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Baroness Hollis of Heigham: Absolutely.

Baroness Darcy (de Knayth): I support both amendments and hope that the Minister will look sympathetically upon them. They are enabling amendments to allow local authorities to extend temporary accommodation beyond the two-year deadline. I am thinking in particular of people with disabilities, rather predictably, but we are talking about a few exceptions only to whom local authorities would think of granting this concession. They will, as the noble Baroness, Lady Hollis, said, be unlikely to find suitable accommodation in the private sector. They may well take longer to find suitable housing.

If as a wheelchair user you cannot find housing that can be adapted to your needs, it is not being over-dramatic to say that it can limit your independence. It may make you less healthy. It can skew the whole family relationship. You may never get back to leading an effective life as you could otherwise have done.

Lord Swinfen: I believe it is well known that there are some 330,000 wheelchair-accessible housing units short in this country. As I understand it, the amendment would give local authorities discretion to enable someone--for example, a disabled person--to remain in tolerable accommodation to which they might have had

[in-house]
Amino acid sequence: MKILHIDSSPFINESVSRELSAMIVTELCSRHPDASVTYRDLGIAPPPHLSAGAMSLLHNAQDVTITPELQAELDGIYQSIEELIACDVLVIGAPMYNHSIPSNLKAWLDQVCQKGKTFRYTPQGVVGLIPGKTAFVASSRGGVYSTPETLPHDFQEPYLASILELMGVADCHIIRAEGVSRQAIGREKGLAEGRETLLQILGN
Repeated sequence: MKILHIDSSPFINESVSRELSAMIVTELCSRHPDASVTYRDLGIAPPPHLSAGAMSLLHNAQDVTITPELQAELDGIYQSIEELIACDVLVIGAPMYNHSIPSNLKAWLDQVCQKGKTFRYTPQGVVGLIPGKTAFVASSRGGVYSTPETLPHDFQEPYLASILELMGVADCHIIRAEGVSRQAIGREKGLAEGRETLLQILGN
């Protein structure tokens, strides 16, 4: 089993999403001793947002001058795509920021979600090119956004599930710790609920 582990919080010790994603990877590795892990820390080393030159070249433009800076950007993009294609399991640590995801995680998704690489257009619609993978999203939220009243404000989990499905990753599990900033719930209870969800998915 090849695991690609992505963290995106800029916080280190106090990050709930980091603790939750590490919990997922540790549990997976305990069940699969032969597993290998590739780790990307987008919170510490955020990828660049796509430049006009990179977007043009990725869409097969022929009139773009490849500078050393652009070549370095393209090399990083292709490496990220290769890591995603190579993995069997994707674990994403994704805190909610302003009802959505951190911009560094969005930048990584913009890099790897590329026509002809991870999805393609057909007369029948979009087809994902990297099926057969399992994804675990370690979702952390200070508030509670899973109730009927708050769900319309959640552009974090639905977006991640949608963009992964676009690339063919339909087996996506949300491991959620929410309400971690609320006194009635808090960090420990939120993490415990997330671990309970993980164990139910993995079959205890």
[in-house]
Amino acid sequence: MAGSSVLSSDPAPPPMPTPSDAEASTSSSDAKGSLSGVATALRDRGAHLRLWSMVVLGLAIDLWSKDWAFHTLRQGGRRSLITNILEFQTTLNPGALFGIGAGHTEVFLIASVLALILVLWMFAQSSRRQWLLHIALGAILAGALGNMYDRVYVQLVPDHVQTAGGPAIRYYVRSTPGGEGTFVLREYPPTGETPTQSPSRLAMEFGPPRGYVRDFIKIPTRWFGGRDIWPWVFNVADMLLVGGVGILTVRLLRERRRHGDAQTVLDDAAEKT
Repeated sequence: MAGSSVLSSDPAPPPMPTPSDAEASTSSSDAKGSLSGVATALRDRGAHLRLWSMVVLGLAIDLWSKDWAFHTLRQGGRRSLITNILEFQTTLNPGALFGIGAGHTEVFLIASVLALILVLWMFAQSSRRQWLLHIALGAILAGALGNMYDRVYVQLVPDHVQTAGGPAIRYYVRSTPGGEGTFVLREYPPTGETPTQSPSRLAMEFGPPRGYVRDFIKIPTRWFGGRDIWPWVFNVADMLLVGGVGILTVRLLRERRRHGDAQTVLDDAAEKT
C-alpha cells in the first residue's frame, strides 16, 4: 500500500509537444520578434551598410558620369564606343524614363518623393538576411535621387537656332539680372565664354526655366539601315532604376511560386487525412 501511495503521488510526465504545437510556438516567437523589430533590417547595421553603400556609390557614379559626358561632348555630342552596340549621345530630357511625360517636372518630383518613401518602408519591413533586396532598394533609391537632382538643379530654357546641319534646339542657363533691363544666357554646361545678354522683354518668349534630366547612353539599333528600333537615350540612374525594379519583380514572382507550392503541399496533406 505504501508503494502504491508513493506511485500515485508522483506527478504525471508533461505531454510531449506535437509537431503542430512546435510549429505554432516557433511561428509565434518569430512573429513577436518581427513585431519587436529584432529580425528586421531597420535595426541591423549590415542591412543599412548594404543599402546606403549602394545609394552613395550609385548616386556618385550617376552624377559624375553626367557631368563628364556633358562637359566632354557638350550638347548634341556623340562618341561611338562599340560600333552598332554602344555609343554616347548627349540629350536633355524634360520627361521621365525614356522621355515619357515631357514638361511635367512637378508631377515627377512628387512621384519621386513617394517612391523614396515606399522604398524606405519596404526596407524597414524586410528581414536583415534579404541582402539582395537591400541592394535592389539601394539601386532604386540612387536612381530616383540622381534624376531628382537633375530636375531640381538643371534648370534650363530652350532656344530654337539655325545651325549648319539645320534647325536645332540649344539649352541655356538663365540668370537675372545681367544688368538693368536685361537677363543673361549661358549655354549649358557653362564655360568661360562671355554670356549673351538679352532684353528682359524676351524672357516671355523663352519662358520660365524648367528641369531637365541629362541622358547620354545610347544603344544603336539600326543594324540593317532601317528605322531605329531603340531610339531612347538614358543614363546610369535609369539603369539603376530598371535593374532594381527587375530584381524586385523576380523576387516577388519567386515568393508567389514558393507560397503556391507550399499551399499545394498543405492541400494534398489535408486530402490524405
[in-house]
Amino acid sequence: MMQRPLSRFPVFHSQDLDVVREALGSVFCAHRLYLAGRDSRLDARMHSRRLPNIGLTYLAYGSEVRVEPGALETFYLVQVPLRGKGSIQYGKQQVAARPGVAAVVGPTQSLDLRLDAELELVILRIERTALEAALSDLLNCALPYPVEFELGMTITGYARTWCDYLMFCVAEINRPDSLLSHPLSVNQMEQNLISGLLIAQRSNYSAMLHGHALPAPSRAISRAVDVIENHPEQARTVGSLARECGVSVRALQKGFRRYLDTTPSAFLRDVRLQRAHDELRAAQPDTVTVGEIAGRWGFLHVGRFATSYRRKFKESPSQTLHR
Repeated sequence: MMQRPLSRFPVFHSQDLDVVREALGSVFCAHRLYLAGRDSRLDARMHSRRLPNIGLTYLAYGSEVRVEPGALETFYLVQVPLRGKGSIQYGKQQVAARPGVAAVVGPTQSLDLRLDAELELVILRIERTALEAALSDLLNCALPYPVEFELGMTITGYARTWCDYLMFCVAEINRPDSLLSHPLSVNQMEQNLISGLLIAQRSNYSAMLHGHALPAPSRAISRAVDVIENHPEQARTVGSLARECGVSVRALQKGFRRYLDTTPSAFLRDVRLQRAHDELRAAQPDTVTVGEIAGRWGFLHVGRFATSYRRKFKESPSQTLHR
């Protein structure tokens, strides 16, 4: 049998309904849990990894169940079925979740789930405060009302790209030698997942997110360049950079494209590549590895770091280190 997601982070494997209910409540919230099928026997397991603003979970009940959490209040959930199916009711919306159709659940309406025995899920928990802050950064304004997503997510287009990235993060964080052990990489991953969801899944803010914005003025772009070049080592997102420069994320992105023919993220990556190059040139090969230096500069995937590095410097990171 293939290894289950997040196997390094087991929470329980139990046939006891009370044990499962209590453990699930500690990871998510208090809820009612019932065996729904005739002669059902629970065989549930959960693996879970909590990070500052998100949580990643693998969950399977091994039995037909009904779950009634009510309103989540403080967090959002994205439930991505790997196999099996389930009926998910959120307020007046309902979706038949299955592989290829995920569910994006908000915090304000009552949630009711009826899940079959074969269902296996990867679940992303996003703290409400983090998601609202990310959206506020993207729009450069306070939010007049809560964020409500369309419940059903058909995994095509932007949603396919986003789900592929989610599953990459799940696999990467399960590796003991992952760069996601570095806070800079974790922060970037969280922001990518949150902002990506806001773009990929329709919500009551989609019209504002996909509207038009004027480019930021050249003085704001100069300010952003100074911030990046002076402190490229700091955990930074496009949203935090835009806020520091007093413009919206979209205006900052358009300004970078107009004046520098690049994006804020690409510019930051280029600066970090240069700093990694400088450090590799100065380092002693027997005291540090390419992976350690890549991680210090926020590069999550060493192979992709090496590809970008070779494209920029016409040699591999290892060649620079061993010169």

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to move after succumbing to an illness or having an accident before being moved on to fully accessible accommodation. The power is discretionary.

As I understand the amendment, it is designed to be used in rare circumstances only. I suspect that that would be the case. It would be a misuse for a local housing authority to use the power regularly.

There is also the instance of the rare large family. There is little in the way of local authority housing to cater for the type of family that one of the bandsmen in my regiment had when I was serving over 30 years ago. He had so many children that he had to have two quarters. Normally, those quarters adjoined each other. There was considerable difficulty on one occasion when that was impossible. The two quarters were 100 yards apart. With fairly young children that caused considerable difficulty.

The amendment is worthy of consideration. If my noble friend cannot accept it, I hope that he will be able to give a convincing reason. If not, and if there is a Division, I may be tempted to go the other way.